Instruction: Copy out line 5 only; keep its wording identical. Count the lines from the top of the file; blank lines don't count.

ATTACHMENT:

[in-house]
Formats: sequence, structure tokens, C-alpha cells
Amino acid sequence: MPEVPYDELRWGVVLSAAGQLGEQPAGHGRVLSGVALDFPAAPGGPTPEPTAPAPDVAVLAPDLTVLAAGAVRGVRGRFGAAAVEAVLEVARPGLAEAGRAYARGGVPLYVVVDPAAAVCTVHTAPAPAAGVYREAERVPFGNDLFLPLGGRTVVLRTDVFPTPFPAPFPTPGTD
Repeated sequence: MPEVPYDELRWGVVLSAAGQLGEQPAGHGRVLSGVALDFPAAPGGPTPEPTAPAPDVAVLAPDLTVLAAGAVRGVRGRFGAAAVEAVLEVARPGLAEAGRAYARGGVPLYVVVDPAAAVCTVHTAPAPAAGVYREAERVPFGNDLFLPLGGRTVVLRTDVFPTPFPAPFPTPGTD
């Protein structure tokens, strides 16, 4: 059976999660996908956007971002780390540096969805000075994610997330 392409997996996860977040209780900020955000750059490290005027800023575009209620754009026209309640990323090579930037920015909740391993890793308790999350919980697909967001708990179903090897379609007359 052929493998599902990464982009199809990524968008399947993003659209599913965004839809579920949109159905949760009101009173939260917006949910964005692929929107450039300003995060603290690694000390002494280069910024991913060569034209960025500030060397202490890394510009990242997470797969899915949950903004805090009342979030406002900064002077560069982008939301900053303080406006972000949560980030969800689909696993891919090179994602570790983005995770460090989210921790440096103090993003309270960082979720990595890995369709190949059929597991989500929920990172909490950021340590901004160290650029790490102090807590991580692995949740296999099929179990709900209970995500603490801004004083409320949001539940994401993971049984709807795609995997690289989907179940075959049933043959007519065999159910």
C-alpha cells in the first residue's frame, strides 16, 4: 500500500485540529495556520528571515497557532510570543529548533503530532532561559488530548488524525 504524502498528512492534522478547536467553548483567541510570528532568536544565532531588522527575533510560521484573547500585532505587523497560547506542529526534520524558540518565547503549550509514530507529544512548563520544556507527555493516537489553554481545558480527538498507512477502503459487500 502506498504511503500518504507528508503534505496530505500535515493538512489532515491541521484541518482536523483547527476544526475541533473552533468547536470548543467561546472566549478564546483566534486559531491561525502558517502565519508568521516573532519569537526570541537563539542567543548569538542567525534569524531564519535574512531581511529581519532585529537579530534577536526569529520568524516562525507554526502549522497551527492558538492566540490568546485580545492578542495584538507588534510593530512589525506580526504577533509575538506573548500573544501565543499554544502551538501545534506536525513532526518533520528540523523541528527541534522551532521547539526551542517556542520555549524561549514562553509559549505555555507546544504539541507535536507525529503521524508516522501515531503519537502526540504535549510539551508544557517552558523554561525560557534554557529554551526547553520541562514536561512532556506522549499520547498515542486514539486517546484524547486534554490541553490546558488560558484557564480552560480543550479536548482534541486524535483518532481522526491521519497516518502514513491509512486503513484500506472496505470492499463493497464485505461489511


């Protein structure tokens, strides 16, 4: 059976999660996908956007971002780390540096969805000075994610997330 392409997996996860977040209780900020955000750059490290005027800023575009209620754009026209309640990323090579930037920015909740391993890793308790999350919980697909967001708990179903090897379609007359 052929493998599902990464982009199809990524968008399947993003659209599913965004839809579920949109159905949760009101009173939260917006949910964005692929929107450039300003995060603290690694000390002494280069910024991913060569034209960025500030060397202490890394510009990242997470797969899915949950903004805090009342979030406002900064002077560069982008939301900053303080406006972000949560980030969800689909696993891919090179994602570790983005995770460090989210921790440096103090993003309270960082979720990595890995369709190949059929597991989500929920990172909490950021340590901004160290650029790490102090807590991580692995949740296999099929179990709900209970995500603490801004004083409320949001539940994401993971049984709807795609995997690289989907179940075959049933043959007519065999159910």